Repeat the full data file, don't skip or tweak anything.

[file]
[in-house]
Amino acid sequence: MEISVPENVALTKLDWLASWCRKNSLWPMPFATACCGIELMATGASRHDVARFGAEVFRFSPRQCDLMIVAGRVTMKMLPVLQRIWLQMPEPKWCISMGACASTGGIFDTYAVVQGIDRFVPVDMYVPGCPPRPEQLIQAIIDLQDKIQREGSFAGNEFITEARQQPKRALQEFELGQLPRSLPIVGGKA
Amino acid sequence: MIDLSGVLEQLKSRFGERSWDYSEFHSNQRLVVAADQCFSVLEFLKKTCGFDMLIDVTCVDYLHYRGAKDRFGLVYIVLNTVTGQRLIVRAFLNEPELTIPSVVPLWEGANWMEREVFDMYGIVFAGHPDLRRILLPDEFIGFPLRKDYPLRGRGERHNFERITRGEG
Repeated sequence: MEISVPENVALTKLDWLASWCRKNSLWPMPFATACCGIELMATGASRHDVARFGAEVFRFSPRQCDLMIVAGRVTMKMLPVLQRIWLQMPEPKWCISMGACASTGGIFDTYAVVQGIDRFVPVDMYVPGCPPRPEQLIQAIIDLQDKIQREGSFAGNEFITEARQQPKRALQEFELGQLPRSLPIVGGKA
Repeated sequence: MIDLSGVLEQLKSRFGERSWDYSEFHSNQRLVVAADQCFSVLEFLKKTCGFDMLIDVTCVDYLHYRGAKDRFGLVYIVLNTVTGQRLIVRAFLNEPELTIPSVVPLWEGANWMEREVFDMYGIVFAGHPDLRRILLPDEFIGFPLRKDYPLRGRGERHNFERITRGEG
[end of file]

[in-house]
Amino acid sequence: MEISVPENVALTKLDWLASWCRKNSLWPMPFATACCGIELMATGASRHDVARFGAEVFRFSPRQCDLMIVAGRVTMKMLPVLQRIWLQMPEPKWCISMGACASTGGIFDTYAVVQGIDRFVPVDMYVPGCPPRPEQLIQAIIDLQDKIQREGSFAGNEFITEARQQPKRALQEFELGQLPRSLPIVGGKA
Amino acid sequence: MIDLSGVLEQLKSRFGERSWDYSEFHSNQRLVVAADQCFSVLEFLKKTCGFDMLIDVTCVDYLHYRGAKDRFGLVYIVLNTVTGQRLIVRAFLNEPELTIPSVVPLWEGANWMEREVFDMYGIVFAGHPDLRRILLPDEFIGFPLRKDYPLRGRGERHNFERITRGEG
Repeated sequence: MEISVPENVALTKLDWLASWCRKNSLWPMPFATACCGIELMATGASRHDVARFGAEVFRFSPRQCDLMIVAGRVTMKMLPVLQRIWLQMPEPKWCISMGACASTGGIFDTYAVVQGIDRFVPVDMYVPGCPPRPEQLIQAIIDLQDKIQREGSFAGNEFITEARQQPKRALQEFELGQLPRSLPIVGGKA
Repeated sequence: MIDLSGVLEQLKSRFGERSWDYSEFHSNQRLVVAADQCFSVLEFLKKTCGFDMLIDVTCVDYLHYRGAKDRFGLVYIVLNTVTGQRLIVRAFLNEPELTIPSVVPLWEGANWMEREVFDMYGIVFAGHPDLRRILLPDEFIGFPLRKDYPLRGRGERHNFERITRGEG